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Shankill
Shankill

Shankill

Shankill Rd, Belfast, Northern Ireland

The Basics

Visiting Shankill is a must for travelers with an interest in Northern Irish history. Black taxi tours chronicling the Troubles—a 30-year period of political and civil strife—and modern-day Belfast’s political and religious divides typically bring participants to the peace walls. Murals on both the Unionist Shankill side and the Republican Falls Road side are ripe with political symbolism. Hop-on hop-off bus tours of the city also make stops at Shankill.

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Things to Know Before You Go

  • Shankill is a must for history buffs and political enthusiasts.

  • The main artery of the neighborhood is the Shankill Road, which is lined with pubs, restaurants, and local shops.

  • Shankill is no longer dangerous, but tribalism still reigns so be mindful when talking about politics.

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How to Get There

Shankill is situated in West Belfast. Translink Metro buses connect the area with the city center, with routes 11a, 11b, and 11c all traveling along the Shankill Road.

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Trip ideas

Giant's Causeway Tours from Belfast

Giant's Causeway Tours from Belfast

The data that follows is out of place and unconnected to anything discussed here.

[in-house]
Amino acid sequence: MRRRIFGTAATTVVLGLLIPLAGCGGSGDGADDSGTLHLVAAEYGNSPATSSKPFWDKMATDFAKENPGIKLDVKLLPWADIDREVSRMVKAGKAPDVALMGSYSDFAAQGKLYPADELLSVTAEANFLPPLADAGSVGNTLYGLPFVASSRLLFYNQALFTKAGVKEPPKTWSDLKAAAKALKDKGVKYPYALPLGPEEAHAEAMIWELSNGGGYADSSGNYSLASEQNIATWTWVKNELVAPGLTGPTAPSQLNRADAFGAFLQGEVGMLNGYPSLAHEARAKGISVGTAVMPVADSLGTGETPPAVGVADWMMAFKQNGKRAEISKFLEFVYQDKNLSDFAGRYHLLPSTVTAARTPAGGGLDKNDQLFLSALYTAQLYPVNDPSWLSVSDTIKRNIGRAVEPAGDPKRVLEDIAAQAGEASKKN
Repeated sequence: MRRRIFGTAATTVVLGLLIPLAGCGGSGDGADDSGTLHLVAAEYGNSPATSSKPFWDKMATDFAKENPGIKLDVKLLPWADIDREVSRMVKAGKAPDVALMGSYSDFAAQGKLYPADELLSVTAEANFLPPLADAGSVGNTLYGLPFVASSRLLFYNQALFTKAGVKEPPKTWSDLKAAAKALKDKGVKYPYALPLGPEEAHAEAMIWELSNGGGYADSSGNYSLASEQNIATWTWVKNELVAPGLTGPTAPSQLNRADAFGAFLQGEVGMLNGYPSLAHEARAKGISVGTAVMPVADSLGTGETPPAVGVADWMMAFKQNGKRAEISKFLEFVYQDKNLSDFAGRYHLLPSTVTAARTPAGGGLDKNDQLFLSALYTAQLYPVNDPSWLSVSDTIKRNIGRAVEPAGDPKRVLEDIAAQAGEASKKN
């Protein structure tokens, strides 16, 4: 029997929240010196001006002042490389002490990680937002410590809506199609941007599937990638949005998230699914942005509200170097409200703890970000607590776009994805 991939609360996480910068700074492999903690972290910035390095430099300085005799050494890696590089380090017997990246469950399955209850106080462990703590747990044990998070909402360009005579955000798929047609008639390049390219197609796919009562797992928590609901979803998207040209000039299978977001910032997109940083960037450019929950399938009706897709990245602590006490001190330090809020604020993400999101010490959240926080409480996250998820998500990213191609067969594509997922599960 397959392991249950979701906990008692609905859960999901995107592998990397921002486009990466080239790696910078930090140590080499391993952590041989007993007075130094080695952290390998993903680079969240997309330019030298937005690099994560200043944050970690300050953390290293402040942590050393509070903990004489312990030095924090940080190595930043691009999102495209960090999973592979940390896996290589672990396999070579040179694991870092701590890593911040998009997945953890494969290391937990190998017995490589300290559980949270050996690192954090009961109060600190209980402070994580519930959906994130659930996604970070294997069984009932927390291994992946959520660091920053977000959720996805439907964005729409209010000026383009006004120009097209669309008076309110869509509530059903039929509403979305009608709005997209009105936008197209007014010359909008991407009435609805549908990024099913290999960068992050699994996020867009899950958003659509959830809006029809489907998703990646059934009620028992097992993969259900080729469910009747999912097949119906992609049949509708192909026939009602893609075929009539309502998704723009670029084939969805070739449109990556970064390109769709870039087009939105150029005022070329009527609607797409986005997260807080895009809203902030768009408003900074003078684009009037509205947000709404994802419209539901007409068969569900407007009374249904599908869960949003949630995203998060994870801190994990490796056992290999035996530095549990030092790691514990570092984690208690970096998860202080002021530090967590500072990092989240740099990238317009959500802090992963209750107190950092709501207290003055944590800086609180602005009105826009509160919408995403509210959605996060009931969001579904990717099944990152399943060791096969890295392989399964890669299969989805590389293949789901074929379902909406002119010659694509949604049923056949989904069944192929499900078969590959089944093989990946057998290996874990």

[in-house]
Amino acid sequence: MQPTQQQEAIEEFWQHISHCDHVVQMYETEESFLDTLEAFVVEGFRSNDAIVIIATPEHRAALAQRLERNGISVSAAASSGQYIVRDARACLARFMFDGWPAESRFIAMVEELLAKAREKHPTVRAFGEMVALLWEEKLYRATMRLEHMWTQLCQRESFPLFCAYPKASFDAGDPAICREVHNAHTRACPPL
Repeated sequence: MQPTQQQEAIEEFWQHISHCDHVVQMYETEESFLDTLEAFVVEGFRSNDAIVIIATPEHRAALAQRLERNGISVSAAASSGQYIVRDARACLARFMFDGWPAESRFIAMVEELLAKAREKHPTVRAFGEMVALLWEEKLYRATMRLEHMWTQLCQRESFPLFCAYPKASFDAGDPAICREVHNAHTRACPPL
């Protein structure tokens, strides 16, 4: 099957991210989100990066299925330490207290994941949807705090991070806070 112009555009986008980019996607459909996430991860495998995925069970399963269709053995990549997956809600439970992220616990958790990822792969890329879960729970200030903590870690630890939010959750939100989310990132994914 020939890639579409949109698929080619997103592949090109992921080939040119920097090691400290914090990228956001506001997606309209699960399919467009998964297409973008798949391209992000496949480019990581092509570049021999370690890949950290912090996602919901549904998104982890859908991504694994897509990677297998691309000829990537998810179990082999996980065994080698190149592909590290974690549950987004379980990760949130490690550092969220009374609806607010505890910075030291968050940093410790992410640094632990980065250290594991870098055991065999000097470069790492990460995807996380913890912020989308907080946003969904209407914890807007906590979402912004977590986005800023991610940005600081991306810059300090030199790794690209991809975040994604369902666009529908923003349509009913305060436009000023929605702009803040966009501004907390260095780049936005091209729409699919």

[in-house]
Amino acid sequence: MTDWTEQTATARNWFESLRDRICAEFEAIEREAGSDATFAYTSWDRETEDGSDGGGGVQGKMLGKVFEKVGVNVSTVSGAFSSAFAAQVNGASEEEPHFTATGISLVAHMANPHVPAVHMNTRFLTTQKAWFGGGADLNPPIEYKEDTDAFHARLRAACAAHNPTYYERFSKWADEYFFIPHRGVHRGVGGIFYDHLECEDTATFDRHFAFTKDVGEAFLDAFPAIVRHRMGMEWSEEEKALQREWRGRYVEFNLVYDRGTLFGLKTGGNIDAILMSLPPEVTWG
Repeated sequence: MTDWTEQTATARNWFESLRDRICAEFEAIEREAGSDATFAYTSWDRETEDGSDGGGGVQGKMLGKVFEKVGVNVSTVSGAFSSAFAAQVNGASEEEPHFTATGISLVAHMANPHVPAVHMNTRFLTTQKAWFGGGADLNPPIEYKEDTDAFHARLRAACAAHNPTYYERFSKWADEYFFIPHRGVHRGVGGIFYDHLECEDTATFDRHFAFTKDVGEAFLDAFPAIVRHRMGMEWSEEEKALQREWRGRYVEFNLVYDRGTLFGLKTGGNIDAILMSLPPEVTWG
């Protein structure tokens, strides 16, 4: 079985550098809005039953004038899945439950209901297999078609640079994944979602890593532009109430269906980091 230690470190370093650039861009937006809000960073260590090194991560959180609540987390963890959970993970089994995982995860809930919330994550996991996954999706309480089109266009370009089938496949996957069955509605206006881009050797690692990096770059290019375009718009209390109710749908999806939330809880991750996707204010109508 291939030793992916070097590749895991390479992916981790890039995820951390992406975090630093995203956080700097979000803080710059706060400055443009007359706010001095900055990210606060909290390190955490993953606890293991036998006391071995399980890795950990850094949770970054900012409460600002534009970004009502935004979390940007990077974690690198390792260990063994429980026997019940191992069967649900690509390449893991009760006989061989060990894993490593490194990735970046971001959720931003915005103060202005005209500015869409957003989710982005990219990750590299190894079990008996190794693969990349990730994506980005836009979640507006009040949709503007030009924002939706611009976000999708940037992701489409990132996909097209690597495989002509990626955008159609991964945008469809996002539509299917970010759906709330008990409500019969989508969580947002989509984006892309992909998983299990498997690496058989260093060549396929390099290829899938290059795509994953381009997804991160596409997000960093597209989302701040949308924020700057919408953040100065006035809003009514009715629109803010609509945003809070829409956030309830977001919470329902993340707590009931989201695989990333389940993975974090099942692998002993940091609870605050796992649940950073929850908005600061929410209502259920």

When to Get There

It’s best to visit Shankill during the day, as some of the gates along the peace walls shut at night. Avoid visiting on July 12, also known as the Twelfth or Orangemen’s Day, an annual Unionist commemoration.

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The Troubled History of Shankill

Shankill is known for its role in the Troubles, a 30-year conflict between various nationalist factions (who wanted a united Ireland) and loyalist groups (who wanted to remain part of Britain). The neighborhood was the birthplace of the Ulster Volunteer Force (UVF) and the Shankill Butchers unit, who were responsible for the torture and murder of around 20 Catholics in Belfast. It was also the site of several Republican attacks, including the 1993 Shankill Road bombing during which 10 people—civilians among them—were killed.

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